SCARS™ Insight: Jail Terms In Nigeria
A SCARS Editorial About The Impact Of Short Prison Sentences In Nigeria
Most Victims Complain About The Length Of Jail Sentences In Nigeria For Scamming
Some scammers are given just a month in jail. Does that seem fair?
This is a criticism based upon ignorance that we hope to correct.
First, Remember That In Nigeria Arrests Have Gone From Less Than 50 A Year To More Than 60 Per Week In Just TWO YEARS!
This is happening because of organization and new approaches for identifying real scammers on the ground – this includes both a new way of spotting scammers online and the police are now willing to look at the behavior of scammers to identify them. Once they see scamming behavior (such as unaccounted for wealth) they are now willing to act.
Second, Most Of You Do Not Know What Nigerian Jails Are Like
Just look at our article (https://romancescamsnow.com/dating-scams/rsn-special-report-being-in-a-nigerian-prison/) to see what it is really like. What would you be like if you spent even a day in a Nigerian Prison? It is a thousand times worse than prisons in North America or Europe.
Third, A Convicted Felon Will Not So Easily Be Able To Return To Scamming
This is because they will always be subject to observation and raids on demand. This does not stop them, but it means they are a risk to scammers that have not yet been caught.
Lastly, It Is Important To Remember That The Scammers Lose Everything When Arrested, And Everything Their Families Have Too
The government takes everything that could have been bought or paid for by criminal activity – this will include the homes of family members too – everyone goes out on the street.
When they come out they are penniless with no home, no money. They will never get a passport, a visa, or a real job.
Though Ironically This Does Force Them To Go Right Back To Scamming – If Someone Will Back Them
But Here Is The Irony
If they were caught it means they were dumb and showed off their money. They made themselves a target of the police. The professional cartels do not want such people.
So regardless of how much time, they come out broken and penniless, and the only life in front of them is being on the street unless they get picked up by a gang.
The problem is that sentences in Nigeria (just like Europe and North America) do not deter criminals. Just like victims, they believe it will never happen to them until it does, and then they have to live with their situation.
In The End, There Is No Easy Answer
When scammers are caught – it changes their prospects.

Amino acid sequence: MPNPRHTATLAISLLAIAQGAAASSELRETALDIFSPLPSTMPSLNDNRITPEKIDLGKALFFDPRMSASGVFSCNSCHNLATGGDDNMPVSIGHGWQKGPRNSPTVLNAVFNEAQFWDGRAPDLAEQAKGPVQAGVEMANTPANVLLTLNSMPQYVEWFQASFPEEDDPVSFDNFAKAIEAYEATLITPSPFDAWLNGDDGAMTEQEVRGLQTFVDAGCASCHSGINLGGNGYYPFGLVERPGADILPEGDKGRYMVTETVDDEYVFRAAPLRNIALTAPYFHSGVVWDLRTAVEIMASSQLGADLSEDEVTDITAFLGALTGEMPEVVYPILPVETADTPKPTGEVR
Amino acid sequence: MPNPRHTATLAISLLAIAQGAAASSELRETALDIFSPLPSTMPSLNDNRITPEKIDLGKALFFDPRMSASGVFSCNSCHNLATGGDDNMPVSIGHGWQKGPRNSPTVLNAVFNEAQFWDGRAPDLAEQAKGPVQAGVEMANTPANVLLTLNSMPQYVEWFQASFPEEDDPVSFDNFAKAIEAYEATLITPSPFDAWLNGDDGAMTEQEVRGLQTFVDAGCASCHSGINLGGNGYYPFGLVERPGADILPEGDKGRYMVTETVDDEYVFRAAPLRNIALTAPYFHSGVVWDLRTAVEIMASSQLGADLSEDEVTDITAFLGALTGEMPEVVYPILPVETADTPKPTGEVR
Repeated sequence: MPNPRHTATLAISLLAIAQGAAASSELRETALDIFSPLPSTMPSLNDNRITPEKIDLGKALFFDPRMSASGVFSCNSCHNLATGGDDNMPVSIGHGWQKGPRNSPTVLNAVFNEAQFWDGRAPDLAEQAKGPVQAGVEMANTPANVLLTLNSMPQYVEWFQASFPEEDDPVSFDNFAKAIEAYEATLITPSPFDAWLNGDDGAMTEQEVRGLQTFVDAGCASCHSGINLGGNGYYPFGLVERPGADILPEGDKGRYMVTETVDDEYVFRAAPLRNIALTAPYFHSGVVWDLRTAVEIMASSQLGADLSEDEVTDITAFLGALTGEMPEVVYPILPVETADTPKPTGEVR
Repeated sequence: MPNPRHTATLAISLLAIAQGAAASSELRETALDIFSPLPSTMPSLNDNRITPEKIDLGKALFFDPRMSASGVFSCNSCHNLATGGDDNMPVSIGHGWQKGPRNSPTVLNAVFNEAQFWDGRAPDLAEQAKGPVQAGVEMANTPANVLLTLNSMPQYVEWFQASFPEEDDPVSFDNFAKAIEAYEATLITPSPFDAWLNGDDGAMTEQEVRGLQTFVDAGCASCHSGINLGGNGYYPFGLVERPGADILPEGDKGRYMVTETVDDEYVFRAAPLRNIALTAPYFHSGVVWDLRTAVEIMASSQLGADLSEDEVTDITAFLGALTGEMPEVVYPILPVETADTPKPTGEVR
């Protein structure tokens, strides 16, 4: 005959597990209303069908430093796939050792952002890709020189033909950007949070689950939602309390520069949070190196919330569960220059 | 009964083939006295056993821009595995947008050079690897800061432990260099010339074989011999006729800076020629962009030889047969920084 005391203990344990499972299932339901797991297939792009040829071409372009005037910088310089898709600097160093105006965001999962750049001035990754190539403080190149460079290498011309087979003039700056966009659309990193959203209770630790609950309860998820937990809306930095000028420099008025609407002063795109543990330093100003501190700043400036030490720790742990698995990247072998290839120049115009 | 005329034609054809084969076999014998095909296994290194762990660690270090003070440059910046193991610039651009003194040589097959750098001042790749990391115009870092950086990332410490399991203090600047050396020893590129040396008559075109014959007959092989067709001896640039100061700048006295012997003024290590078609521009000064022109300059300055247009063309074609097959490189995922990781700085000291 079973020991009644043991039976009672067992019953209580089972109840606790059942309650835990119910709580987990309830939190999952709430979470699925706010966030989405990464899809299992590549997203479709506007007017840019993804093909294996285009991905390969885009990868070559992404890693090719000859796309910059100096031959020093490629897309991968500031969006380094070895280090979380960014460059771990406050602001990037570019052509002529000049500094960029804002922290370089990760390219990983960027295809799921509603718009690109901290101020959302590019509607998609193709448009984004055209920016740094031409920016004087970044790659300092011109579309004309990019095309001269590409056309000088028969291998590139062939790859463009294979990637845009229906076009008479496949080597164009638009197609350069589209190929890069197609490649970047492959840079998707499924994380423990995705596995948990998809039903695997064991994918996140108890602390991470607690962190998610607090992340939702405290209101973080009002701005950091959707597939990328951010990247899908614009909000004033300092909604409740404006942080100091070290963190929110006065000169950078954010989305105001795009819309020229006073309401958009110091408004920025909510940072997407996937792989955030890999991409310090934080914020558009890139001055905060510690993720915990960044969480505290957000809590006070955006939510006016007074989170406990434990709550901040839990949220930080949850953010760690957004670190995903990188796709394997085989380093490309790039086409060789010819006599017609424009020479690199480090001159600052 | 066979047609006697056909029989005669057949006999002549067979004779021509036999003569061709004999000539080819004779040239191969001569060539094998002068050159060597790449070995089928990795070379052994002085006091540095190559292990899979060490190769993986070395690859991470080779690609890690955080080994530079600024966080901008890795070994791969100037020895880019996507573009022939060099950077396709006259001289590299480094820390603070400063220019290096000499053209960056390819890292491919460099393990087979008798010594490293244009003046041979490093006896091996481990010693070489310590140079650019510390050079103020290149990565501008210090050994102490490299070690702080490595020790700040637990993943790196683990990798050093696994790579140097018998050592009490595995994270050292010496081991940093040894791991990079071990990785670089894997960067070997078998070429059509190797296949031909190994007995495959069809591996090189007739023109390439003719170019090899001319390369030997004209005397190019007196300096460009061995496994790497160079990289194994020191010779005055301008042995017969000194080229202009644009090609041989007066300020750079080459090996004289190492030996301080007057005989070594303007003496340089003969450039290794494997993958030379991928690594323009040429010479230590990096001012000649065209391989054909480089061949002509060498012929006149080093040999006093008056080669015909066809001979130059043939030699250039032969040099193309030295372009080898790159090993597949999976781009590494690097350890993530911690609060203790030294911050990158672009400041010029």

We have limited data on the numbers that return to scamming, but we believe it to be close to 60%, similar to what happens with the general criminal populations in Europe and North America.
The length of the sentence in Nigeria seems to have no affect on who returns to scamming or does not.
But consider what the statistics are for the United States:
- Bureau of Justice Statistics studies have found high rates of recidivism among released prisoners. One study tracked 404,638 prisoners in 30 states after their release from prison in 2005. The researchers found that:
- Within three years of release, about two-thirds (67.8 percent) of released prisoners were rearrested.
- Within five years of release, about three-quarters (76.6 percent) of released prisoners were rearrested.
- Of those prisoners who were rearrested, more than half (56.7 percent) were arrested by the end of the first year.
- Property offenders were the most likely to be rearrested, with 82.1 percent of released property offenders arrested for a new crime compared with 76.9 percent of drug offenders, 73.6 percent of public order offenders and 71.3 percent of violent offenders.
- Source: https://www.nij.gov/topics/corrections/recidivism/pages/welcome.aspx
In The End, Nigeria Is Trying To Balance Jail Terms With Their Lack Of Prisons
Tens of years or one month seem to make little difference in scammers returning to scamming, so they argue that at least they are arresting them.
THIS IS JUST THE WAY IT IS
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A SCARS Division
Miami Florida U.S.A.
TAGS: EFCC, Niergia, Nigerian Scammers, Nigerian Criminals, Nigerian Fraudsters, Nigerians Arrested, Scammers Arrested, Scammers In Jail, Nigerian Prison, Scammers in Prison, Prison Terms, Prison Sentences,
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FAQ: How Do You Properly Report Scammers?
It is essential that law enforcement knows about scams & scammers, even though there is nothing (in most cases) that they can do.
Always report scams involving money lost or where you received money to:
- Local Police – ask them to take an “informational” police report – say you need it for your insurance
- Your National Police or FBI (www.IC3.gov »)
- The SCARS|CDN™ Cybercriminal Data Network – Worldwide Reporting Network HERE » or on www.Anyscam.com »
This helps your government understand the problem, and allows law enforcement to add scammers on watch lists worldwide.
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